Cardiovascular diseases are the number 1 killers. So, in 1963, Congress required the president to proclaim February "American Heart Month." Hopefully people will grow in awareness and take positive actions to ward off the little killers. First it is smart to get knowledgeable about heart disease.

The Heart Truth
According to the American Heart Association an estimated 81,100,000 Americans have 1 or more types of cardiovascular disease. Symptoms vary for each killer, and not all people present with the same symptoms. Specifically, women and heart disease are a deadly mix. Heart disease is the number 1 killer of American women.

Risk Factors

  1. Age increase.
  2. Family history of heart disease.
  3. Overweight - especially if diabetic.
  4. Smoking tobacco (the major cause of heart disease in women).
  5. High blood cholesterol.
  6. High blood pressure.
  7. Previous TIA (transient ischemic attack), heart attack, or stroke.
  8. Lack of exercise or physical activity.
  9. Excessive, and/or binge drinking of alcoholic drinks.
  10. Stress.

When your blood supply (which has oxygen and food) is diminished to your brain, a stroke happens. Warning signs are:

  • Numbness or weak face, arm, leg or one side of body.
  • Confusion, trouble speaking or understanding
  • Trouble seeing in one or both eyes.
  • Dizzy, trouble walking, or loss of coordination.
  • Severe headache with no known cause.

If you are with someone who you think is having a stroke be sure to call emergency (911), and note the time you noticed the symptoms. There are certain drugs that can be administered within a time frame that will help, if you know the time, so tell the dispatcher the time you noticed the symptoms and the symptoms.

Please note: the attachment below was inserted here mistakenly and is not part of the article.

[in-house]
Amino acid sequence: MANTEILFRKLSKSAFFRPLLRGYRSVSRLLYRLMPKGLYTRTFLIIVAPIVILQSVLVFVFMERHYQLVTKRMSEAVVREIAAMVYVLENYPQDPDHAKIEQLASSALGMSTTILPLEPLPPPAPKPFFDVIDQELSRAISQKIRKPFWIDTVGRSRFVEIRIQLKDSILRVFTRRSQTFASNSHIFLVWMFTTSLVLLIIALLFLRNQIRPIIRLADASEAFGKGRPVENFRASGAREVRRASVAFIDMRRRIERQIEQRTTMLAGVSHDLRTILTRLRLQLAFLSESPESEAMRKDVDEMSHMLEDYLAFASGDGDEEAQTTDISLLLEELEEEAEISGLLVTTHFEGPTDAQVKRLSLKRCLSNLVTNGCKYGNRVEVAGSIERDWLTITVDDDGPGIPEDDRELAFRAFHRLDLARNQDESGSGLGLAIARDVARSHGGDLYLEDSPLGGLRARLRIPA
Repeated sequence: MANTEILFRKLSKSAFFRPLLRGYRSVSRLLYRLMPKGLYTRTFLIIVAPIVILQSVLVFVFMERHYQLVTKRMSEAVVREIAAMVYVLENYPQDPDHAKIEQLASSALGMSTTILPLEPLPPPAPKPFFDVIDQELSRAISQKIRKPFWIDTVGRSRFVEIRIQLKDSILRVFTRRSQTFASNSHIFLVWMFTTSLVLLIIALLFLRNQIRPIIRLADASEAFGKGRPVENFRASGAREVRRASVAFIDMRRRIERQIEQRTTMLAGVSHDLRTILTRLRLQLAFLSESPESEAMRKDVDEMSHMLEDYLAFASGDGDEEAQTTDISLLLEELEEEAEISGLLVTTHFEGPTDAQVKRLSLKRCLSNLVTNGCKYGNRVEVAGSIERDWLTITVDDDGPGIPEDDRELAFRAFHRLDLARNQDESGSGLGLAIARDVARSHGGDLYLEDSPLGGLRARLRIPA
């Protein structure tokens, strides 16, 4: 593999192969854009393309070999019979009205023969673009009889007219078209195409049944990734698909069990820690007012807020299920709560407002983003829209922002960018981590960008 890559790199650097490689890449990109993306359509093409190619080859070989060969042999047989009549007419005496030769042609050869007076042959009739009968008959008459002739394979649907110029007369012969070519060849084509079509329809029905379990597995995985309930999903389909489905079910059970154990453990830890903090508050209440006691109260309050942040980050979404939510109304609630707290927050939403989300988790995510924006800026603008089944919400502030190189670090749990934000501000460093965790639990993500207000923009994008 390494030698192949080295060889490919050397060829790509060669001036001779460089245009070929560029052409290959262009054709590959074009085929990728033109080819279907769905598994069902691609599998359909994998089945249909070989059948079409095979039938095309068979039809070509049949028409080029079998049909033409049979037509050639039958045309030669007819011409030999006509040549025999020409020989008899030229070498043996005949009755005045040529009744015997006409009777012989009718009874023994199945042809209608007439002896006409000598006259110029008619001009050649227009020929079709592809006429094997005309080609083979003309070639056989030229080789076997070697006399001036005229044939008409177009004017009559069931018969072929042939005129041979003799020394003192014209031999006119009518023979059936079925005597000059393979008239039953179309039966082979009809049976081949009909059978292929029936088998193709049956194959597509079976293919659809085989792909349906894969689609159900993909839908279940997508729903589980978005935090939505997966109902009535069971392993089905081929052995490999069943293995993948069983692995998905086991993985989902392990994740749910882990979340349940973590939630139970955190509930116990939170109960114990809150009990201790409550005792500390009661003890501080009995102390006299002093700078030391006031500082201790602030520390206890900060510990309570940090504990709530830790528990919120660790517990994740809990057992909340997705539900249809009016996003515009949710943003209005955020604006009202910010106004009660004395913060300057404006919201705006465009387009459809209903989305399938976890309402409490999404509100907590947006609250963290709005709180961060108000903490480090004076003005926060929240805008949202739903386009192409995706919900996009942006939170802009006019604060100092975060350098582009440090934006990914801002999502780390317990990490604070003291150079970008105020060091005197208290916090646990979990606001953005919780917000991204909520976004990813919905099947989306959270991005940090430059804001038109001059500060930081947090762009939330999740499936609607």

Recently I received an email from a friend with some new reminders about stroke. There is another warning sign - the tongue. Ask the person to stick out his tongue, and if it is crooked or goes to one side then it is a stroke sign. Another reminder is the acronym STR. S is for smile, T is for talk, and R is to be able to raise both arms. Find out if the person is able to do those things, and if he has trouble with any of them call emergency.

Heart Attack
When your blood supply is blocked from getting to your heart (usually by a clot in an artery), then a heart attack happens. Warning signs are:

  • Chest discomfort.
  • Shortness of breath.
  • Discomfort in other areas of upper body.
  • Feeling lightheaded.
  • Nausea.
  • Cold sweat.

Most heart attacks start slowly. Women are more likely to have nausea, short breath, and back or jaw pain. Another name for heart attack is myocardial infarction (MI). Some people have a silent heart attack or MI, with no symptoms.

Heart muscle cells are permanently damaged when oxygen rich blood can't get to the heart. Just like a stroke, you should get emergency help for diagnosis and treatment. Noting the time of the symptoms is just as important for heart attack. Some of the drugs that may be given are aspirin, antiplatelets to prevent clotting, and ones to dissolve blood clots in the heart's arteries. Open heart surgery is another treatment.

Unfortunately, if you have had a stroke or a heart attack, it doesn't mean you are cured after treated. That is why you should know the risks and begin corrective action preferably before you experience one of the killers. If that didn't happen, then do take the correct actions after treatment to help avoid another occurrence.